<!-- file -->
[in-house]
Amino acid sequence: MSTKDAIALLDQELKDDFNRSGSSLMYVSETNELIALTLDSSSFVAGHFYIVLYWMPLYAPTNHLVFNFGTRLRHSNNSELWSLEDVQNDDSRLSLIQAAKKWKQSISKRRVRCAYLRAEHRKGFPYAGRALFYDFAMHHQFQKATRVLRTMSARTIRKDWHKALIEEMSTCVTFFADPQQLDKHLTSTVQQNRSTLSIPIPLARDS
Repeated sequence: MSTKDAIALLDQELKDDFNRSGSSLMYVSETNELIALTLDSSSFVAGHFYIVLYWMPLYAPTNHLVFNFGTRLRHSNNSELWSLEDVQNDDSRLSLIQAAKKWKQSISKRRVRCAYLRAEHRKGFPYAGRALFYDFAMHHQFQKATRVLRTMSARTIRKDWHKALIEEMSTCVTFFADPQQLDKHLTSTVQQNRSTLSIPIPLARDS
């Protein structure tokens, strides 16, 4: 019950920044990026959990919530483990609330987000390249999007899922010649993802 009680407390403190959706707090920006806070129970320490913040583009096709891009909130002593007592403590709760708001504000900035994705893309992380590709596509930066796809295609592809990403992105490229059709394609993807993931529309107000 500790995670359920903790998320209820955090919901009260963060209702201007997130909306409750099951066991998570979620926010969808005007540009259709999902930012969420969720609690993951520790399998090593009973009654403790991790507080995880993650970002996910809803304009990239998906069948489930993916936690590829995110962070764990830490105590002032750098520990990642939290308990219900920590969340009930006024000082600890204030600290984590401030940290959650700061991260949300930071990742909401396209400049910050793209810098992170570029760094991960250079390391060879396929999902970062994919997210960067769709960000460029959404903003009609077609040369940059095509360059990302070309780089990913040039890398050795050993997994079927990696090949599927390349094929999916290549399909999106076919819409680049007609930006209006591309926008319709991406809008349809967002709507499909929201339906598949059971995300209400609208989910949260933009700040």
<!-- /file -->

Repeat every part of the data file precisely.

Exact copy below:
[in-house]
Amino acid sequence: MSTKDAIALLDQELKDDFNRSGSSLMYVSETNELIALTLDSSSFVAGHFYIVLYWMPLYAPTNHLVFNFGTRLRHSNNSELWSLEDVQNDDSRLSLIQAAKKWKQSISKRRVRCAYLRAEHRKGFPYAGRALFYDFAMHHQFQKATRVLRTMSARTIRKDWHKALIEEMSTCVTFFADPQQLDKHLTSTVQQNRSTLSIPIPLARDS
Repeated sequence: MSTKDAIALLDQELKDDFNRSGSSLMYVSETNELIALTLDSSSFVAGHFYIVLYWMPLYAPTNHLVFNFGTRLRHSNNSELWSLEDVQNDDSRLSLIQAAKKWKQSISKRRVRCAYLRAEHRKGFPYAGRALFYDFAMHHQFQKATRVLRTMSARTIRKDWHKALIEEMSTCVTFFADPQQLDKHLTSTVQQNRSTLSIPIPLARDS
């Protein structure tokens, strides 16, 4: 019950920044990026959990919530483990609330987000390249999007899922010649993802 009680407390403190959706707090920006806070129970320490913040583009096709891009909130002593007592403590709760708001504000900035994705893309992380590709596509930066796809295609592809990403992105490229059709394609993807993931529309107000 500790995670359920903790998320209820955090919901009260963060209702201007997130909306409750099951066991998570979620926010969808005007540009259709999902930012969420969720609690993951520790399998090593009973009654403790991790507080995880993650970002996910809803304009990239998906069948489930993916936690590829995110962070764990830490105590002032750098520990990642939290308990219900920590969340009930006024000082600890204030600290984590401030940290959650700061991260949300930071990742909401396209400049910050793209810098992170570029760094991960250079390391060879396929999902970062994919997210960067769709960000460029959404903003009609077609040369940059095509360059990302070309780089990913040039890398050795050993997994079927990696090949599927390349094929999916290549399909999106076919819409680049007609930006209006591309926008319709991406809008349809967002709507499909929201339906598949059971995300209400609208989910949260933009700040």